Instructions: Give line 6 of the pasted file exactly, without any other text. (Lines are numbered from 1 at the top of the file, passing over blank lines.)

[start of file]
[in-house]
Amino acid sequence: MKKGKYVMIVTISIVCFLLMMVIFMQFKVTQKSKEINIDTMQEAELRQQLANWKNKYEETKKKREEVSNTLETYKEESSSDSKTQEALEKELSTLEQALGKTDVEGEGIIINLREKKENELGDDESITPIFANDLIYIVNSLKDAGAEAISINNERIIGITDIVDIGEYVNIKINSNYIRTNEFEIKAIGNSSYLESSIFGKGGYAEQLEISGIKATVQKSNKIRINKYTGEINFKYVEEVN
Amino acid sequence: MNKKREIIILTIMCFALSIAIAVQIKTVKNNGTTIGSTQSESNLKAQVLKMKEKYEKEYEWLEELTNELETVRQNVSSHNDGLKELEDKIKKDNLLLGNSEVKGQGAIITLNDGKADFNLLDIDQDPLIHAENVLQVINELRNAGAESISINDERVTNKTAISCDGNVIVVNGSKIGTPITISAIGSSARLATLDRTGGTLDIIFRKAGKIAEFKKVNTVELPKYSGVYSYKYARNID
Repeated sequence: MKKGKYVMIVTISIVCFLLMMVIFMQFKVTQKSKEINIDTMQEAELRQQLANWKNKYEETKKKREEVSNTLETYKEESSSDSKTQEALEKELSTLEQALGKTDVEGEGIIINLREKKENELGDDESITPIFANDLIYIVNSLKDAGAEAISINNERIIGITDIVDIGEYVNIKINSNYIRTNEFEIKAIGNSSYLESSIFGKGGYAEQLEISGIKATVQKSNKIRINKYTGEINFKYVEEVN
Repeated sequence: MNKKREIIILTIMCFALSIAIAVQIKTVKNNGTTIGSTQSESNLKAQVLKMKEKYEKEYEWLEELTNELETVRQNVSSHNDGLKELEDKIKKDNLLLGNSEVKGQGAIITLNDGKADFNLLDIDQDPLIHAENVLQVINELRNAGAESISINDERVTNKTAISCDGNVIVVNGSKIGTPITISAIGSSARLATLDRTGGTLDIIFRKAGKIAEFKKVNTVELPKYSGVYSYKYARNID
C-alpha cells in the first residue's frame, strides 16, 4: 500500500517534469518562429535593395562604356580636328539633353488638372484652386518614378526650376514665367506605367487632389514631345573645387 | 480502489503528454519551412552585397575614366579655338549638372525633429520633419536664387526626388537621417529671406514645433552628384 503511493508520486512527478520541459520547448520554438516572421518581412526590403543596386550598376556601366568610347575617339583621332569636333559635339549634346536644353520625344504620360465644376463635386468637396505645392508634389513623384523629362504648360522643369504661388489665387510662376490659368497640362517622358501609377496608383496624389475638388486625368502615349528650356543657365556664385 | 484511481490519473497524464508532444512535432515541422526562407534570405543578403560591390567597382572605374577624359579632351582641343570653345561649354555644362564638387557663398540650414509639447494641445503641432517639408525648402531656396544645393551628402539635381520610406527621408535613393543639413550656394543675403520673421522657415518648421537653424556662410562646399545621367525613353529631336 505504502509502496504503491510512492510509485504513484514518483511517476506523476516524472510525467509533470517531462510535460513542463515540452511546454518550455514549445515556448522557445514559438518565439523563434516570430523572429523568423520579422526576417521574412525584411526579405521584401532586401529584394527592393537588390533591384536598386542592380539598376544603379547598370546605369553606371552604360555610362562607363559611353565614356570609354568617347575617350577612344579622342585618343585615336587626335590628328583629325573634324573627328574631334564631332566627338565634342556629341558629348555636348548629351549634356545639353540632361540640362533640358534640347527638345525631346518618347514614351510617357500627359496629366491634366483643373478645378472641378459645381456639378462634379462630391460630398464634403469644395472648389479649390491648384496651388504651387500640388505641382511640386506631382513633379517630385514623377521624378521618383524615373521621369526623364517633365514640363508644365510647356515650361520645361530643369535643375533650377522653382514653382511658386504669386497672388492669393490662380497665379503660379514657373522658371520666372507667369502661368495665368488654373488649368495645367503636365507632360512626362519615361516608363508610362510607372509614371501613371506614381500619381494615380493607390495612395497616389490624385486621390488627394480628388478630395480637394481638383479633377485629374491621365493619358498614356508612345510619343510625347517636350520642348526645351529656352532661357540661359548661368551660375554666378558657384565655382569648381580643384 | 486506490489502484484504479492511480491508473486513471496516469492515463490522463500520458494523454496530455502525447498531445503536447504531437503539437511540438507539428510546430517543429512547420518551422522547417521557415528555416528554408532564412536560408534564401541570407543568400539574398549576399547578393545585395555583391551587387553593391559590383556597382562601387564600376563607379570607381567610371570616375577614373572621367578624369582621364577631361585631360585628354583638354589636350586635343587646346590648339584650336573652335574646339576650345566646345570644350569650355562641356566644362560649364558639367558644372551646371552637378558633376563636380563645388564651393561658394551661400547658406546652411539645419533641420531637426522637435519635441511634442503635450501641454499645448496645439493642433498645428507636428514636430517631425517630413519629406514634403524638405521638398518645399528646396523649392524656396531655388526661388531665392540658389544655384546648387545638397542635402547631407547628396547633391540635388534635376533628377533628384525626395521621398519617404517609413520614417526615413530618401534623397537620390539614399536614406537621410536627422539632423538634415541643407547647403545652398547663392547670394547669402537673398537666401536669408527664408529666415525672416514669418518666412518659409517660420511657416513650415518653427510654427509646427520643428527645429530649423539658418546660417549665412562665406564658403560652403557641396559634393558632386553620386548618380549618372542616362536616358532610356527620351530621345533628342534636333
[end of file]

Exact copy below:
C-alpha cells in the first residue's frame, strides 16, 4: 500500500517534469518562429535593395562604356580636328539633353488638372484652386518614378526650376514665367506605367487632389514631345573645387 | 480502489503528454519551412552585397575614366579655338549638372525633429520633419536664387526626388537621417529671406514645433552628384 503511493508520486512527478520541459520547448520554438516572421518581412526590403543596386550598376556601366568610347575617339583621332569636333559635339549634346536644353520625344504620360465644376463635386468637396505645392508634389513623384523629362504648360522643369504661388489665387510662376490659368497640362517622358501609377496608383496624389475638388486625368502615349528650356543657365556664385 | 484511481490519473497524464508532444512535432515541422526562407534570405543578403560591390567597382572605374577624359579632351582641343570653345561649354555644362564638387557663398540650414509639447494641445503641432517639408525648402531656396544645393551628402539635381520610406527621408535613393543639413550656394543675403520673421522657415518648421537653424556662410562646399545621367525613353529631336 505504502509502496504503491510512492510509485504513484514518483511517476506523476516524472510525467509533470517531462510535460513542463515540452511546454518550455514549445515556448522557445514559438518565439523563434516570430523572429523568423520579422526576417521574412525584411526579405521584401532586401529584394527592393537588390533591384536598386542592380539598376544603379547598370546605369553606371552604360555610362562607363559611353565614356570609354568617347575617350577612344579622342585618343585615336587626335590628328583629325573634324573627328574631334564631332566627338565634342556629341558629348555636348548629351549634356545639353540632361540640362533640358534640347527638345525631346518618347514614351510617357500627359496629366491634366483643373478645378472641378459645381456639378462634379462630391460630398464634403469644395472648389479649390491648384496651388504651387500640388505641382511640386506631382513633379517630385514623377521624378521618383524615373521621369526623364517633365514640363508644365510647356515650361520645361530643369535643375533650377522653382514653382511658386504669386497672388492669393490662380497665379503660379514657373522658371520666372507667369502661368495665368488654373488649368495645367503636365507632360512626362519615361516608363508610362510607372509614371501613371506614381500619381494615380493607390495612395497616389490624385486621390488627394480628388478630395480637394481638383479633377485629374491621365493619358498614356508612345510619343510625347517636350520642348526645351529656352532661357540661359548661368551660375554666378558657384565655382569648381580643384 | 486506490489502484484504479492511480491508473486513471496516469492515463490522463500520458494523454496530455502525447498531445503536447504531437503539437511540438507539428510546430517543429512547420518551422522547417521557415528555416528554408532564412536560408534564401541570407543568400539574398549576399547578393545585395555583391551587387553593391559590383556597382562601387564600376563607379570607381567610371570616375577614373572621367578624369582621364577631361585631360585628354583638354589636350586635343587646346590648339584650336573652335574646339576650345566646345570644350569650355562641356566644362560649364558639367558644372551646371552637378558633376563636380563645388564651393561658394551661400547658406546652411539645419533641420531637426522637435519635441511634442503635450501641454499645448496645439493642433498645428507636428514636430517631425517630413519629406514634403524638405521638398518645399528646396523649392524656396531655388526661388531665392540658389544655384546648387545638397542635402547631407547628396547633391540635388534635376533628377533628384525626395521621398519617404517609413520614417526615413530618401534623397537620390539614399536614406537621410536627422539632423538634415541643407547647403545652398547663392547670394547669402537673398537666401536669408527664408529666415525672416514669418518666412518659409517660420511657416513650415518653427510654427509646427520643428527645429530649423539658418546660417549665412562665406564658403560652403557641396559634393558632386553620386548618380549618372542616362536616358532610356527620351530621345533628342534636333